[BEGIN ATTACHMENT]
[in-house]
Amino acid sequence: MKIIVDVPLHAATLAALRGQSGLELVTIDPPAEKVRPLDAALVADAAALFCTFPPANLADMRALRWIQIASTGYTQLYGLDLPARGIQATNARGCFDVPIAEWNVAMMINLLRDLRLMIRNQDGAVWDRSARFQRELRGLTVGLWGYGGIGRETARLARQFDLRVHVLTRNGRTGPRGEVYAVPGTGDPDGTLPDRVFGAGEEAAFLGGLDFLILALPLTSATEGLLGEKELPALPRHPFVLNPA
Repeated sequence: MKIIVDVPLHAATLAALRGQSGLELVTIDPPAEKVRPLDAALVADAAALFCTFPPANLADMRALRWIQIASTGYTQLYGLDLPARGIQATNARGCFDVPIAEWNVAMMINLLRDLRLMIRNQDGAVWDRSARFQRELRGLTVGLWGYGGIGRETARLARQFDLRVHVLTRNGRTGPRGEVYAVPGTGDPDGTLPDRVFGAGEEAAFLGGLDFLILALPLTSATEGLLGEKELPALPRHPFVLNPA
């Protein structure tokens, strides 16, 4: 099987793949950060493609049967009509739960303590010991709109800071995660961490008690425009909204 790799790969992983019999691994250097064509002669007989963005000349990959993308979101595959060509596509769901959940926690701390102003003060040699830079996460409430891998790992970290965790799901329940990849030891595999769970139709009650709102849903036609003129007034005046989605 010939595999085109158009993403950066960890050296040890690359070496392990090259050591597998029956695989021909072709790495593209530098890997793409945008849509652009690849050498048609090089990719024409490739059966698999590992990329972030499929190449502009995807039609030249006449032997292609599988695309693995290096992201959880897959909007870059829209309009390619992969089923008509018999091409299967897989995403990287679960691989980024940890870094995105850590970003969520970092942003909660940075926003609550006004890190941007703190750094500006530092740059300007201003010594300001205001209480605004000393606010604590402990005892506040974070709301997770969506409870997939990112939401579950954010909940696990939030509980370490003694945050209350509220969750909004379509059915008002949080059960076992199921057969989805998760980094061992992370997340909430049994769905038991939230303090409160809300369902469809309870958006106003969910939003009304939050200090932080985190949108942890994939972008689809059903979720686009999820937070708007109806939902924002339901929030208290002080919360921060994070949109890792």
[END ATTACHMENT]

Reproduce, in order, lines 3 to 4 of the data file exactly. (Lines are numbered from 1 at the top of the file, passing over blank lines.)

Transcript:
Repeated sequence: MKIIVDVPLHAATLAALRGQSGLELVTIDPPAEKVRPLDAALVADAAALFCTFPPANLADMRALRWIQIASTGYTQLYGLDLPARGIQATNARGCFDVPIAEWNVAMMINLLRDLRLMIRNQDGAVWDRSARFQRELRGLTVGLWGYGGIGRETARLARQFDLRVHVLTRNGRTGPRGEVYAVPGTGDPDGTLPDRVFGAGEEAAFLGGLDFLILALPLTSATEGLLGEKELPALPRHPFVLNPA
């Protein structure tokens, strides 16, 4: 099987793949950060493609049967009509739960303590010991709109800071995660961490008690425009909204 790799790969992983019999691994250097064509002669007989963005000349990959993308979101595959060509596509769901959940926690701390102003003060040699830079996460409430891998790992970290965790799901329940990849030891595999769970139709009650709102849903036609003129007034005046989605 010939595999085109158009993403950066960890050296040890690359070496392990090259050591597998029956695989021909072709790495593209530098890997793409945008849509652009690849050498048609090089990719024409490739059966698999590992990329972030499929190449502009995807039609030249006449032997292609599988695309693995290096992201959880897959909007870059829209309009390619992969089923008509018999091409299967897989995403990287679960691989980024940890870094995105850590970003969520970092942003909660940075926003609550006004890190941007703190750094500006530092740059300007201003010594300001205001209480605004000393606010604590402990005892506040974070709301997770969506409870997939990112939401579950954010909940696990939030509980370490003694945050209350509220969750909004379509059915008002949080059960076992199921057969989805998760980094061992992370997340909430049994769905038991939230303090409160809300369902469809309870958006106003969910939003009304939050200090932080985190949108942890994939972008689809059903979720686009999820937070708007109806939902924002339901929030208290002080919360921060994070949109890792």